Like O'Neill, Minervini places importance on the Relative Strength Index (RSI) and how to use it. However, Minervini doesn't demand as much as the late investor. For Minervini, as a growth investor, it suffices for the RSI to be in overbought territory (above 70). But the following chart pattern must also occur:
Chart patterns and volume
- Chart Patterns: If you observe, there's a compression of prices from left to right, resulting in decreasing volatility, forming what's known in chart analysis as a wedge.
- Volume: Meanwhile, as the price compresses, trading volume decreases, creating a kind of bearish divergence with the price. This may seem curious, doesn't it?
So, what's happening here?
According to this market wizard, what's occurring is that retail investors (individual investors like you and me), reacting to positive news linked to fundamentals, want to buy shares. This reaction is logical, considering the company's financials are strong, right?
However, they consistently encounter resistance from institutional investors, who sell and push down the retail investors. This push and pull happens repeatedly, forming waves. Gradually, as retail investors become frustrated, they start to withdraw from the investment, leading to reduced volatility. As they push less and less upwards, institutional investors also exert less downward pressure.
At this point, when retail investors have exhausted their efforts and trading volume is lower than usual, with a few well-timed orders driven by institutional capital, significant price movements can occur.
Now, with retail investors on the sidelines (some may even have taken short positions, anticipating further declines), it's time to place a long order in the market.
At this juncture, with low trading volume and substantial orders executed by institutional investors, the price breaks out of the wedge pattern to begin an upward trend.
Let's see in the chart, everything explained:
- Black lines: These show the wedge pattern.
- Purple lines: Price-volume divergence occurs.
- Navy blue circle: Entry point.
- Orange line (barely visible): Stop-loss, slightly below the wedge.
Of course, I understand that you're a discerning reader, and there are several additional details to clarify, including:
- The requirement for the stock's price to be above its 150 and 200-day moving averages.
- The condition that the price should be at least 30% above its 52-week low.
- The importance of risk management, emphasising that making ten 10% profitable trades is more advantageous than aiming for a single 100% gain.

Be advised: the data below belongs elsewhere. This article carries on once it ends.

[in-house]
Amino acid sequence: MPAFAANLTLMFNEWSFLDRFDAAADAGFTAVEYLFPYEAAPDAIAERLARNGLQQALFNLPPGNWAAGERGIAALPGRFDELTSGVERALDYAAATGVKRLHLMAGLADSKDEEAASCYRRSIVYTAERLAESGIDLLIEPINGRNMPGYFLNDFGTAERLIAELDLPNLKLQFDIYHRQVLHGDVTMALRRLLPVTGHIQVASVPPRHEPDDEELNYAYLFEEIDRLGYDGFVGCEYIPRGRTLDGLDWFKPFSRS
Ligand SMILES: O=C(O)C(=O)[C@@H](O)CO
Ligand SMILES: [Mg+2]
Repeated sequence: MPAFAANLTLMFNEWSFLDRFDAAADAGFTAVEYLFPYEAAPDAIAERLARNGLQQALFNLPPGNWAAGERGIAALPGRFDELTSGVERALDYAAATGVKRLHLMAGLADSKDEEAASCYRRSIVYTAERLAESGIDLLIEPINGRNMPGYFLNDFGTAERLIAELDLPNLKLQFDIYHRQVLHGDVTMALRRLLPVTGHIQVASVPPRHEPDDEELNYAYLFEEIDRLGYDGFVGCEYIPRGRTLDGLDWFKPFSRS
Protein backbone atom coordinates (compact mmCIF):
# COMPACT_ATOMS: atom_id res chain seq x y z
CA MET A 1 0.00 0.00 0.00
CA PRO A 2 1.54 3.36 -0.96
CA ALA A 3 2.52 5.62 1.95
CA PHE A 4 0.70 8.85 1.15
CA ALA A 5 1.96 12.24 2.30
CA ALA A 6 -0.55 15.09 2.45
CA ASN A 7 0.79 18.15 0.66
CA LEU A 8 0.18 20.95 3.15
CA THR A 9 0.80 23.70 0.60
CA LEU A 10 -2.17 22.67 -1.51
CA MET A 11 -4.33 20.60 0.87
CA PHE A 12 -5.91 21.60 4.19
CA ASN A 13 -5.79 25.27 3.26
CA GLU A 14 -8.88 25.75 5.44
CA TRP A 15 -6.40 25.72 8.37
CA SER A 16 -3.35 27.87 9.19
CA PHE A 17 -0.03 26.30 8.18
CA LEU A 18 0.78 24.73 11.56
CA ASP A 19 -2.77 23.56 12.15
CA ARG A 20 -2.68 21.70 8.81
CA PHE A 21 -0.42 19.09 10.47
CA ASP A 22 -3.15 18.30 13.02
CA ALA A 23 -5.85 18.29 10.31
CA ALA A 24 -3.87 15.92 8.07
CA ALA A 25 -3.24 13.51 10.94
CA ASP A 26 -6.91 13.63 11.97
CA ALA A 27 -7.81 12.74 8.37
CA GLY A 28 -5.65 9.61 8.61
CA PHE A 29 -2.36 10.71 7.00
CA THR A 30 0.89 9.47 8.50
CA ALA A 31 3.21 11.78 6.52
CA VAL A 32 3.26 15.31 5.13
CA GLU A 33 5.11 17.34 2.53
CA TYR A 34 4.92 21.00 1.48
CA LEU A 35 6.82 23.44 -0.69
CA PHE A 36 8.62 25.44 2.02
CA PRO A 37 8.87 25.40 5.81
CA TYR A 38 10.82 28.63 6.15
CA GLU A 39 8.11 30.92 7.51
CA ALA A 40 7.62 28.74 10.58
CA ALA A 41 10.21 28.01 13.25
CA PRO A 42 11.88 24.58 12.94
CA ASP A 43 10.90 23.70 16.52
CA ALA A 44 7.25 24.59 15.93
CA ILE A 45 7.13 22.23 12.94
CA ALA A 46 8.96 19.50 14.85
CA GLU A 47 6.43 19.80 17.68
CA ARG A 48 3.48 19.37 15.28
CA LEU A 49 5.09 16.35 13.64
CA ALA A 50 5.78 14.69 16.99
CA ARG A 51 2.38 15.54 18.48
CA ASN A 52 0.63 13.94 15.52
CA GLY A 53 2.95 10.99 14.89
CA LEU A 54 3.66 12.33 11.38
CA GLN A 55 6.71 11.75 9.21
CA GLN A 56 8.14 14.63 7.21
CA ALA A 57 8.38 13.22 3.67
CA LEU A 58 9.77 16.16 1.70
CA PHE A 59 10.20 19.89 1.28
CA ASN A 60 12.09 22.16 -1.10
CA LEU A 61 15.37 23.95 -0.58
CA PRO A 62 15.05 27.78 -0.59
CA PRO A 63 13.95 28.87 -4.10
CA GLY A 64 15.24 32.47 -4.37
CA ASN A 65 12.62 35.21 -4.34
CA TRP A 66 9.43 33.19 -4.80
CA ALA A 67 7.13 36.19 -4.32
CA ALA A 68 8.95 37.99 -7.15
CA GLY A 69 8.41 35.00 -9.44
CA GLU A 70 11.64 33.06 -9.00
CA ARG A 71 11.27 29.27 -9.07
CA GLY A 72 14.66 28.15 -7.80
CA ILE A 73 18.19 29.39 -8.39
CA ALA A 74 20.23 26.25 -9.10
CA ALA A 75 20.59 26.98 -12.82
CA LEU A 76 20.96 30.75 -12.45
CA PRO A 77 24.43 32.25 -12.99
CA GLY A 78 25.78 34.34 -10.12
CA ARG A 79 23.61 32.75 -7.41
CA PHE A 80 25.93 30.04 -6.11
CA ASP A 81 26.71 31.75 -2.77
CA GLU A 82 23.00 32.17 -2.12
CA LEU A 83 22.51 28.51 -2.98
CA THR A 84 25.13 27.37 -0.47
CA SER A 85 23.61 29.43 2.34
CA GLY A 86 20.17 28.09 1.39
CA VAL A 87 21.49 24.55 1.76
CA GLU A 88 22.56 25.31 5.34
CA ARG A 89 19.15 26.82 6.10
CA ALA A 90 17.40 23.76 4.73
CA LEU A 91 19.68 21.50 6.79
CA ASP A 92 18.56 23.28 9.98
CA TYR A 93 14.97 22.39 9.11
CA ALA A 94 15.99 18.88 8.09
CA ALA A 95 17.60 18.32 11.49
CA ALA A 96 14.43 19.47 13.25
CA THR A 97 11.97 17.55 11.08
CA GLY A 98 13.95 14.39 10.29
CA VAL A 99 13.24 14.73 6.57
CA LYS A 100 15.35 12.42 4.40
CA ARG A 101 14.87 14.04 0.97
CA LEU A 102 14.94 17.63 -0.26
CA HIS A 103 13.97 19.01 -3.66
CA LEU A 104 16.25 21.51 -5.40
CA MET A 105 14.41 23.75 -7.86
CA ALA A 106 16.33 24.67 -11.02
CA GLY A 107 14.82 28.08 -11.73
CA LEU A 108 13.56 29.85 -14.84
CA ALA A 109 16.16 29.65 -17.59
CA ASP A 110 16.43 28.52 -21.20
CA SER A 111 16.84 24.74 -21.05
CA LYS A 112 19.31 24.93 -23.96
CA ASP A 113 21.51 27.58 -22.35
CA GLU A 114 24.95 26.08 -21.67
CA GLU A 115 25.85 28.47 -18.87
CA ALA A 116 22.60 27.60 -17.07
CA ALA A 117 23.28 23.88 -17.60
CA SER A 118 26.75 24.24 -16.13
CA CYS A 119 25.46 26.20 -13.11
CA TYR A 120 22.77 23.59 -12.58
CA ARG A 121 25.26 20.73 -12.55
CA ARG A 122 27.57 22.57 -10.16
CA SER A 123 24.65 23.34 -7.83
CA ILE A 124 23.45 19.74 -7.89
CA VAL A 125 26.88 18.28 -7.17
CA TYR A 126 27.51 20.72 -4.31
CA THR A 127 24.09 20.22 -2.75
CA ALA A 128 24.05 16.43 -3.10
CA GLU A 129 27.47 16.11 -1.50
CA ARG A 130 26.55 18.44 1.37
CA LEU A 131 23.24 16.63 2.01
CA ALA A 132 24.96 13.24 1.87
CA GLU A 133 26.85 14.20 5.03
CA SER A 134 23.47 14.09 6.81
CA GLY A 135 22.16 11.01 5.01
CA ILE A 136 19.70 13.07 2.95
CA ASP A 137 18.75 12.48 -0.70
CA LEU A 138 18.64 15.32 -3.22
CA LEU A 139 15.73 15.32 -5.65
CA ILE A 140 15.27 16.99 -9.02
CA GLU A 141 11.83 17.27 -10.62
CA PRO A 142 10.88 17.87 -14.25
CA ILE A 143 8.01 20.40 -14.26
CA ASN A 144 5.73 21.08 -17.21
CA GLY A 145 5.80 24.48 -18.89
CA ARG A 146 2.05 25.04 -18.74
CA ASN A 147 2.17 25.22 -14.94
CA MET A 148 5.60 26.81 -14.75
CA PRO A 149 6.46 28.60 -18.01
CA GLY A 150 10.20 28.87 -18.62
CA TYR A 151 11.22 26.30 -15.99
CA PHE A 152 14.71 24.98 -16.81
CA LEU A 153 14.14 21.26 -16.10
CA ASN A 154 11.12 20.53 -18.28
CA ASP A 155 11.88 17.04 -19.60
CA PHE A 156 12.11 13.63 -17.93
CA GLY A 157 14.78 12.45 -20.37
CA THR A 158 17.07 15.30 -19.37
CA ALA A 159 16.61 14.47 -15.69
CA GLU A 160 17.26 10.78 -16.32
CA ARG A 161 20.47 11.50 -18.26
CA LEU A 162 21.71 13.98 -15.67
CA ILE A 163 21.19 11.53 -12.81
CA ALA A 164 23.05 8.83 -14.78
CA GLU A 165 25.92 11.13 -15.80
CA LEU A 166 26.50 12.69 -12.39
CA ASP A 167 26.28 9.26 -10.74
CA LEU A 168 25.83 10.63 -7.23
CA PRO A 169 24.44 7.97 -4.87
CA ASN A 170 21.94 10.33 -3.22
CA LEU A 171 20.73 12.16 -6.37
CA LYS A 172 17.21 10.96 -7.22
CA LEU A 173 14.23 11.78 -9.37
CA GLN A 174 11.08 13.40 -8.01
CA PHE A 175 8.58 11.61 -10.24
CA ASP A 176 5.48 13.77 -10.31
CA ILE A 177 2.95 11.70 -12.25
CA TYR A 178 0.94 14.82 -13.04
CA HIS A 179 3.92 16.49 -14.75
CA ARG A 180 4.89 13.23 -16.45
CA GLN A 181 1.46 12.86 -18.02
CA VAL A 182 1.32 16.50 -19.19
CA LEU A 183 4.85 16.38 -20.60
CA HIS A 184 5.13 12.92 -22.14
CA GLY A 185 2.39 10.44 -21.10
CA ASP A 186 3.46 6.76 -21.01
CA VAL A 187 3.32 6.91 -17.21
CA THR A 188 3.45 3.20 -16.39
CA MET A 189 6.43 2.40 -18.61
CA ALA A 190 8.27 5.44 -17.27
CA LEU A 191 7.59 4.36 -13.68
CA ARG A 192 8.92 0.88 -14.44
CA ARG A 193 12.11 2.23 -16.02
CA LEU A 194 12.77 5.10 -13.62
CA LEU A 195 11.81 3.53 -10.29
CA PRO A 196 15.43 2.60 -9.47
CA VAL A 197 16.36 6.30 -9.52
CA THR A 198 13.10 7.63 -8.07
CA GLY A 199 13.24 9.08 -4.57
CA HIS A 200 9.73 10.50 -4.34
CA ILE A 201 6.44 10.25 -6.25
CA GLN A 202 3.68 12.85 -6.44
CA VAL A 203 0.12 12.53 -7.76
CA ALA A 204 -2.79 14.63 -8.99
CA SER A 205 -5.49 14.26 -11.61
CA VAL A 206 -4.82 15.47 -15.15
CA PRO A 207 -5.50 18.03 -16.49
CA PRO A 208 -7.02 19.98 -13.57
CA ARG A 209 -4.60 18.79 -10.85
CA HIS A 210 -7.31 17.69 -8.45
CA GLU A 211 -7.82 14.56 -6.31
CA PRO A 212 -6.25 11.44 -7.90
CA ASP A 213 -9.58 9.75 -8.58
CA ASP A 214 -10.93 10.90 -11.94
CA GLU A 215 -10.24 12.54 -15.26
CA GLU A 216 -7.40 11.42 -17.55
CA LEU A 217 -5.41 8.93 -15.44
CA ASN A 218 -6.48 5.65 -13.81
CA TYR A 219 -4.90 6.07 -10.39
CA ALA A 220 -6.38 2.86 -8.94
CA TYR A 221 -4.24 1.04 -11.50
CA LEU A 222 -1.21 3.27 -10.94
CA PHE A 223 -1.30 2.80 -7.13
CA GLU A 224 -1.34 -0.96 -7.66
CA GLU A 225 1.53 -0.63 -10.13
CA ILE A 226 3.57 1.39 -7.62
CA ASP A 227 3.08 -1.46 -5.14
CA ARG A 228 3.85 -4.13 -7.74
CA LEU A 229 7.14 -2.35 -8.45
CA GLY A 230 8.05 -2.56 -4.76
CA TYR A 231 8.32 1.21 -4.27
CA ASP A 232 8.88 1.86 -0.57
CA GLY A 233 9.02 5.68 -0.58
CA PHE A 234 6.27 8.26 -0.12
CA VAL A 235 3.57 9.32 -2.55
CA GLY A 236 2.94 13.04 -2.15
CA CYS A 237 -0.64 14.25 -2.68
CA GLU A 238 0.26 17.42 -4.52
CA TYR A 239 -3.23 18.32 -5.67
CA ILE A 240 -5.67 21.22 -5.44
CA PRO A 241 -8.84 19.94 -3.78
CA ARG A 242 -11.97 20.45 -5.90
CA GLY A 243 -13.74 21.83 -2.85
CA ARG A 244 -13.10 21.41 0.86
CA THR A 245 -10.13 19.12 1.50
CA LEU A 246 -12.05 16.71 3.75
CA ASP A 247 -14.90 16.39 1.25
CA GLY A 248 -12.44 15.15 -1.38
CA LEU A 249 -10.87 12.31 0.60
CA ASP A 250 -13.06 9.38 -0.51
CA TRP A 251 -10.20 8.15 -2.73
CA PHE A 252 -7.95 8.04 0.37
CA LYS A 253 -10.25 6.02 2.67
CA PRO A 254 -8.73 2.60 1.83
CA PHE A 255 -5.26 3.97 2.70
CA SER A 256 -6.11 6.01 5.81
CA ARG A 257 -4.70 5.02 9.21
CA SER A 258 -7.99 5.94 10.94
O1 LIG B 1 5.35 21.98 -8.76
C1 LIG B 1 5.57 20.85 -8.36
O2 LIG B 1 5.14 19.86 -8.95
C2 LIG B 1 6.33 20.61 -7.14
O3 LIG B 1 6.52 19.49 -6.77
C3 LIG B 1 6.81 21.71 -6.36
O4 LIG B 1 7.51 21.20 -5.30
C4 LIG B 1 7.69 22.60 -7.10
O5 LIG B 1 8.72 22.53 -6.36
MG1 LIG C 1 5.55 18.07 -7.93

- Using daily Japanese candlestick charts.
Examples of growth stocks
Finally, as usual, I'll provide you with some examples of growth stocks. However, please note that these stocks are not purchase recommendations, nor does it imply that they are currently following Minervini's SEPA strategy.
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Summary SEPA strategy
In conclusion, we've delved into the core principles of Mark Minervini's investment strategy, offering a condensed yet comprehensive overview of his approach to the stock market. By emphasising key factors such as timing, company selection, and the Volatility Contraction Pattern (VCP), Minervini's strategy provides a roadmap for aspiring investors seeking to achieve significant returns.
How does SEPA differ from other trading strategies?
SEPA differs from other strategies by emphasising the importance of timing. It combines fundamental analysis, technical indicators, and chart patterns to identify optimal entry points. It's known for its attention to detail in selecting stocks with strong growth potential.
Is SEPA suitable for all types of investors?
SEPA is primarily geared toward growth-oriented investors. It may not be suitable for long-term investors or those seeking income from dividends, as it focuses on capital appreciation.
Can SEPA be automated or is it a manual strategy?
SEPA relies on a combination of fundamental analysis and technical indicators, which can be incorporated into both manual and automated trading strategies. Some traders may choose to implement SEPA manually by analysing stocks individually, while others may use automated systems to identify potential candidates based on SEPA criteria.